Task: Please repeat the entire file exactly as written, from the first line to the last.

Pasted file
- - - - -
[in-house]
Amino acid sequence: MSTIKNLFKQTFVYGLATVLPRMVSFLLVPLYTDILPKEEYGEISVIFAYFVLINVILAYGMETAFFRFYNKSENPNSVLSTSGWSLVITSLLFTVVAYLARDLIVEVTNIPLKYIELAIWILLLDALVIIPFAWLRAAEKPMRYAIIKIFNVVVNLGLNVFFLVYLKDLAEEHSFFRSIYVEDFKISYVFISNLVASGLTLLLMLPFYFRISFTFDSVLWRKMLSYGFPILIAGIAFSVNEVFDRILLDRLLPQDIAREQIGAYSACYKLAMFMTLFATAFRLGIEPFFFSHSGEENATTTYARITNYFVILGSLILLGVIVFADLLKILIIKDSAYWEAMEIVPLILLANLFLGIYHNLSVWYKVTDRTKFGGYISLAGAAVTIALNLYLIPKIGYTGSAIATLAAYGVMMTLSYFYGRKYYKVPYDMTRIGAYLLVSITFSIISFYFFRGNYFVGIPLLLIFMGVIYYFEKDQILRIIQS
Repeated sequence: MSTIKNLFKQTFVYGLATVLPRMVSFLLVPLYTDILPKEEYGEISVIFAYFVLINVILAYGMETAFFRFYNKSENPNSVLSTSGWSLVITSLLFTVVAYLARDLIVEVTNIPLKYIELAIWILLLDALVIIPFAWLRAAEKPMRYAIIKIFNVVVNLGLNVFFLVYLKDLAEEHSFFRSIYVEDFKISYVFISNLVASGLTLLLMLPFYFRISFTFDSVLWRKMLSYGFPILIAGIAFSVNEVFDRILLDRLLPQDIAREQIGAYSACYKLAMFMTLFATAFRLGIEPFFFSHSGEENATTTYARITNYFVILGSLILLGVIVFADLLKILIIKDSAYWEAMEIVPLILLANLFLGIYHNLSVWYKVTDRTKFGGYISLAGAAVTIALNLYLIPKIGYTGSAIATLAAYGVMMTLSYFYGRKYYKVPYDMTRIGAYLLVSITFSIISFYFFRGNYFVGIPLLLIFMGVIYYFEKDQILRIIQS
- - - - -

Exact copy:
[in-house]
Amino acid sequence: MSTIKNLFKQTFVYGLATVLPRMVSFLLVPLYTDILPKEEYGEISVIFAYFVLINVILAYGMETAFFRFYNKSENPNSVLSTSGWSLVITSLLFTVVAYLARDLIVEVTNIPLKYIELAIWILLLDALVIIPFAWLRAAEKPMRYAIIKIFNVVVNLGLNVFFLVYLKDLAEEHSFFRSIYVEDFKISYVFISNLVASGLTLLLMLPFYFRISFTFDSVLWRKMLSYGFPILIAGIAFSVNEVFDRILLDRLLPQDIAREQIGAYSACYKLAMFMTLFATAFRLGIEPFFFSHSGEENATTTYARITNYFVILGSLILLGVIVFADLLKILIIKDSAYWEAMEIVPLILLANLFLGIYHNLSVWYKVTDRTKFGGYISLAGAAVTIALNLYLIPKIGYTGSAIATLAAYGVMMTLSYFYGRKYYKVPYDMTRIGAYLLVSITFSIISFYFFRGNYFVGIPLLLIFMGVIYYFEKDQILRIIQS
Repeated sequence: MSTIKNLFKQTFVYGLATVLPRMVSFLLVPLYTDILPKEEYGEISVIFAYFVLINVILAYGMETAFFRFYNKSENPNSVLSTSGWSLVITSLLFTVVAYLARDLIVEVTNIPLKYIELAIWILLLDALVIIPFAWLRAAEKPMRYAIIKIFNVVVNLGLNVFFLVYLKDLAEEHSFFRSIYVEDFKISYVFISNLVASGLTLLLMLPFYFRISFTFDSVLWRKMLSYGFPILIAGIAFSVNEVFDRILLDRLLPQDIAREQIGAYSACYKLAMFMTLFATAFRLGIEPFFFSHSGEENATTTYARITNYFVILGSLILLGVIVFADLLKILIIKDSAYWEAMEIVPLILLANLFLGIYHNLSVWYKVTDRTKFGGYISLAGAAVTIALNLYLIPKIGYTGSAIATLAAYGVMMTLSYFYGRKYYKVPYDMTRIGAYLLVSITFSIISFYFFRGNYFVGIPLLLIFMGVIYYFEKDQILRIIQS